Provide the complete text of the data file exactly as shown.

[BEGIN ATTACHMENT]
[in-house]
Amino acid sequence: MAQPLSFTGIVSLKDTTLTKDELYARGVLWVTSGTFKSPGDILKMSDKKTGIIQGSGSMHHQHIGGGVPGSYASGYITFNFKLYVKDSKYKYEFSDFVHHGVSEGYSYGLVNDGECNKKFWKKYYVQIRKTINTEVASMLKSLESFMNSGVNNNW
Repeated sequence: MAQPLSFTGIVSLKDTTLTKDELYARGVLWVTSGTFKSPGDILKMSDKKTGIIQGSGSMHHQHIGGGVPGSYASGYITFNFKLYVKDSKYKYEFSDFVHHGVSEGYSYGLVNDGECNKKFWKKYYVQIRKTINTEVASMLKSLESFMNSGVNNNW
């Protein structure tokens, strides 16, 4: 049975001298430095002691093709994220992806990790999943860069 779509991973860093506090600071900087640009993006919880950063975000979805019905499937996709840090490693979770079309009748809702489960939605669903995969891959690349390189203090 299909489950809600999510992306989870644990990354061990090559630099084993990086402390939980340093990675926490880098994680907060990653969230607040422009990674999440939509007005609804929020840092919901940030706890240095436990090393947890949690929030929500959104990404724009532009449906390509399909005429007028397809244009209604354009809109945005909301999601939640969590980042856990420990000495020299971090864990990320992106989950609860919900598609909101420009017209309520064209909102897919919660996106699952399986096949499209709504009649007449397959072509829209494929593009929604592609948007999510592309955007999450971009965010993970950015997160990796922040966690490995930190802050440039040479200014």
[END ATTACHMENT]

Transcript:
[in-house]
Amino acid sequence: MAQPLSFTGIVSLKDTTLTKDELYARGVLWVTSGTFKSPGDILKMSDKKTGIIQGSGSMHHQHIGGGVPGSYASGYITFNFKLYVKDSKYKYEFSDFVHHGVSEGYSYGLVNDGECNKKFWKKYYVQIRKTINTEVASMLKSLESFMNSGVNNNW
Repeated sequence: MAQPLSFTGIVSLKDTTLTKDELYARGVLWVTSGTFKSPGDILKMSDKKTGIIQGSGSMHHQHIGGGVPGSYASGYITFNFKLYVKDSKYKYEFSDFVHHGVSEGYSYGLVNDGECNKKFWKKYYVQIRKTINTEVASMLKSLESFMNSGVNNNW
């Protein structure tokens, strides 16, 4: 049975001298430095002691093709994220992806990790999943860069 779509991973860093506090600071900087640009993006919880950063975000979805019905499937996709840090490693979770079309009748809702489960939605669903995969891959690349390189203090 299909489950809600999510992306989870644990990354061990090559630099084993990086402390939980340093990675926490880098994680907060990653969230607040422009990674999440939509007005609804929020840092919901940030706890240095436990090393947890949690929030929500959104990404724009532009449906390509399909005429007028397809244009209604354009809109945005909301999601939640969590980042856990420990000495020299971090864990990320992106989950609860919900598609909101420009017209309520064209909102897919919660996106699952399986096949499209709504009649007449397959072509829209494929593009929604592609948007999510592309955007999450971009965010993970950015997160990796922040966690490995930190802050440039040479200014």